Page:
So what is “Station Eleven” really like?
It’s non-linear and lyrical. The structure of the story reminded me of songs where a chorus repeats but with one or two words changing each time so that the message is not only new and different but all the choruses act together like a chord or perhaps a riff, that sticks in the memory and makes you want to tap your feet.
We circle back many times to the same scenes but from a different character’s point of view and with knowledge that was not available to us the last time we visited the scene. Meaning shifts, perceptions of characters alter, the scene itself takes on the quality of a memory that has mutated into a family story, more lore than fact, packed with more meaning than data.
At one points the narrator says: “A life, remembered, is a series of photographs and disconnected short films.” Much of “Station Eleven” is like that: collages of images that the reader forms into patterns, comic book pages where the colors and shapes and the relative size of the panels carry the story while the text is a decorative highlight.
“Station Eleven” braids strands of cultural references, from “Star Trek Voyager”, source of the “Because Survival Is Not Sufficient” quote, through TV Guides and gossip magazines, to Shakespeare’s plays, and live classical music, to create a bright new world full of hope, threat and sorrow.
“Station Eleven” lacquers theme over theme, achieving the rich patina of a Japanese pagoda: the performance of “King Lear” that starts the book – a man made mad by the loss of his world – plastic snow falling as the actor dies, echoed by the plastic snow in the snow globe in the airport that provokes a long chain of thought about all the people involved in getting it there. The mutation from “Because Survival Is Not Sufficient” to a musician's decision to write a play “Because Shakespeare Is Not Sufficient”. The impact that the graphic novel, “Station Eleven” has on the woman who wrote it, the children who received the only two copies to survive – one an actress with throwing knives in her belt, the other a prophet with death in his heart. The power of theatre in the old world and the new to lift people above the everyday and unlock the emotions that necessity and expedience have bound and imprisoned.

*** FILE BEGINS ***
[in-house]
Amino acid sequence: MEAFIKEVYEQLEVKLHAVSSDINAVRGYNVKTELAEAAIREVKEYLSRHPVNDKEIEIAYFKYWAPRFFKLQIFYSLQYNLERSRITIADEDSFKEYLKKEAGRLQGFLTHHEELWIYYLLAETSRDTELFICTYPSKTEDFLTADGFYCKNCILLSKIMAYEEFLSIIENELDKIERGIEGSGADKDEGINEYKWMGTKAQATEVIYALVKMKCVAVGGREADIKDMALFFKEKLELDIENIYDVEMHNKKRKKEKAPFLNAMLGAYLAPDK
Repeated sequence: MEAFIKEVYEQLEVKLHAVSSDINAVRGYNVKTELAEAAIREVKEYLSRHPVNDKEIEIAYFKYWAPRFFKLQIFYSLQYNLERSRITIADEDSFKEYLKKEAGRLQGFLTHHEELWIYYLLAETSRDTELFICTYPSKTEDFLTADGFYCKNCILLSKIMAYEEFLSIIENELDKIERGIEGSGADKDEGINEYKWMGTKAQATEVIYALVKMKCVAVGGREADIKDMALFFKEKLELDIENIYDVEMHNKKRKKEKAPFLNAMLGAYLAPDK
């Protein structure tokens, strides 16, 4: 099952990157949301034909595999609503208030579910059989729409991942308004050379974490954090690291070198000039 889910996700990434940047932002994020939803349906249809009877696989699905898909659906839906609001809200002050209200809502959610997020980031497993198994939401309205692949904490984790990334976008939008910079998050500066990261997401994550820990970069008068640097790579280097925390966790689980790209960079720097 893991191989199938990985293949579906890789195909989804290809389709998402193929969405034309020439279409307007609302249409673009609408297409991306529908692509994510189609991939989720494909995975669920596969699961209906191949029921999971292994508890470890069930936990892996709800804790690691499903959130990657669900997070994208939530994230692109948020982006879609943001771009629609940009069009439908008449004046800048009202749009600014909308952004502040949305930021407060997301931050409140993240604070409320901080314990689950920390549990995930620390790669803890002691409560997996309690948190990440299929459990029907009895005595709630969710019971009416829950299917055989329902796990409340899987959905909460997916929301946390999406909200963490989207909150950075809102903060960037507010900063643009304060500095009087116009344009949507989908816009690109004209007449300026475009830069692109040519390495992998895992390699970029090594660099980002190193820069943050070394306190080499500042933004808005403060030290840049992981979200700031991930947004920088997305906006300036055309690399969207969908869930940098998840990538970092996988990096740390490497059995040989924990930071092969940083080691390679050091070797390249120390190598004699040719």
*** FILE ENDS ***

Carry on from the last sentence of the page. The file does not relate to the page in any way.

“Station Eleven” uses the device of a world twenty years after a pandemic has killed almost everyone on the planet to show us the fragile beauty and improbable complexity of the world we live in every day.
Sometimes it evokes sorrow, with people focusing on what was lost – the last ice-cream they had, the last plane that actually flew them somewhere, the last phone call that they made, which they wasted on their boss yet never got to say goodbye to their family. The sorrow mirrors the scene in the graphic novel where Dr Eleven says “I stood looking over my damaged home and tried to forget the sweetness of life on Earth.” and the feeling of the people of Undersea who cannot bear their new world and just want to go home.
Sometimes, when looking at a night sky, free of light pollution and thick with stars, or when we watch a deer pause and then enter a silent forest and understand the “beauty of this world where almost everyone was gone”, we experience not loss but release from all the day to day things that were once so important and have now become objects in a museum, whose purpose and function seems less and less believable over time. Then we can look back with Miranda and say: “This life was never ours…we were only ever borrowing it.”
The accuracy of some parts of the book made me flinch. My job is so close to Clarke’s that it hit hard when a person he is interviewing helps him realize that he is sleep-walking through his life, doing something that he doesn’t hate but which leaves him numb and, beneath the numbness, perhaps a little angry. The feeling fits me like a well worn in shoe and makes me long to go barefoot.
“Station Eleven” got under my skin: the beauty of the language, the elegant strength of the woven storylines, the humanity of the characters, the transformation of our normal world into something magical and precious, the presentation of a future world that is one part loss, one part violence and two parts hope, the recognition that hell is not other people but the absence of the people we long for.
With a book like this, there is no substitute for the text. Read it. Tell everyone what you thought about it.